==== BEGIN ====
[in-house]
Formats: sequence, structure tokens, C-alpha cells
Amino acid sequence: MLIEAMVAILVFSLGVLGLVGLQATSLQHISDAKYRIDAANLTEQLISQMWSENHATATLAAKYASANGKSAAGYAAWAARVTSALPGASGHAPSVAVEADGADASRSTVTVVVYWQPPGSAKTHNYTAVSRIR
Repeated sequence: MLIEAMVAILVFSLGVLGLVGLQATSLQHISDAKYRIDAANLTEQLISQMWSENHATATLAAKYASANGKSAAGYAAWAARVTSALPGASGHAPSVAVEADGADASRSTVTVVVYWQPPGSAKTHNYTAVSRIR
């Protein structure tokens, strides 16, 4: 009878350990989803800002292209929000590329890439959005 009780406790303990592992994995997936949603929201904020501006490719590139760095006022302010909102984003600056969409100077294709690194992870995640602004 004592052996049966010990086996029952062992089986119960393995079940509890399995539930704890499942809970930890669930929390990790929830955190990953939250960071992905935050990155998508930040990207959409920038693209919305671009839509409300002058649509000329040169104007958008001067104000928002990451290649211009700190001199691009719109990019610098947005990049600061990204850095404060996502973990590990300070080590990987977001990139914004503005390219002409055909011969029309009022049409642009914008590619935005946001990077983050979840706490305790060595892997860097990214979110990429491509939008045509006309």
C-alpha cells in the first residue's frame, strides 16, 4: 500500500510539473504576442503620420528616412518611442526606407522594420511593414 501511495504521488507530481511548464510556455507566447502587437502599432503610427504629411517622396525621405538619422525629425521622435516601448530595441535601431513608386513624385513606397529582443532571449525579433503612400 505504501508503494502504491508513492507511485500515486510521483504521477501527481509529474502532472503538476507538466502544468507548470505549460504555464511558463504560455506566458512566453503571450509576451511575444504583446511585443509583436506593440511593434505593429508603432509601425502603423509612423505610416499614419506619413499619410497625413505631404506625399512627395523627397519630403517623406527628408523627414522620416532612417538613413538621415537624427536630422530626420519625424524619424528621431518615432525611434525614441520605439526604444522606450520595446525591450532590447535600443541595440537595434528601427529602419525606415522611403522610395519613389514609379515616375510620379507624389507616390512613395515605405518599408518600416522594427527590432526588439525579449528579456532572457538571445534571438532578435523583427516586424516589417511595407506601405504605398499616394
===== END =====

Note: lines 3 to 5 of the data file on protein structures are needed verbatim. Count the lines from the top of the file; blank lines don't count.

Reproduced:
Amino acid sequence: MLIEAMVAILVFSLGVLGLVGLQATSLQHISDAKYRIDAANLTEQLISQMWSENHATATLAAKYASANGKSAAGYAAWAARVTSALPGASGHAPSVAVEADGADASRSTVTVVVYWQPPGSAKTHNYTAVSRIR
Repeated sequence: MLIEAMVAILVFSLGVLGLVGLQATSLQHISDAKYRIDAANLTEQLISQMWSENHATATLAAKYASANGKSAAGYAAWAARVTSALPGASGHAPSVAVEADGADASRSTVTVVVYWQPPGSAKTHNYTAVSRIR
């Protein structure tokens, strides 16, 4: 009878350990989803800002292209929000590329890439959005 009780406790303990592992994995997936949603929201904020501006490719590139760095006022302010909102984003600056969409100077294709690194992870995640602004 004592052996049966010990086996029952062992089986119960393995079940509890399995539930704890499942809970930890669930929390990790929830955190990953939250960071992905935050990155998508930040990207959409920038693209919305671009839509409300002058649509000329040169104007958008001067104000928002990451290649211009700190001199691009719109990019610098947005990049600061990204850095404060996502973990590990300070080590990987977001990139914004503005390219002409055909011969029309009022049409642009914008590619935005946001990077983050979840706490305790060595892997860097990214979110990429491509939008045509006309």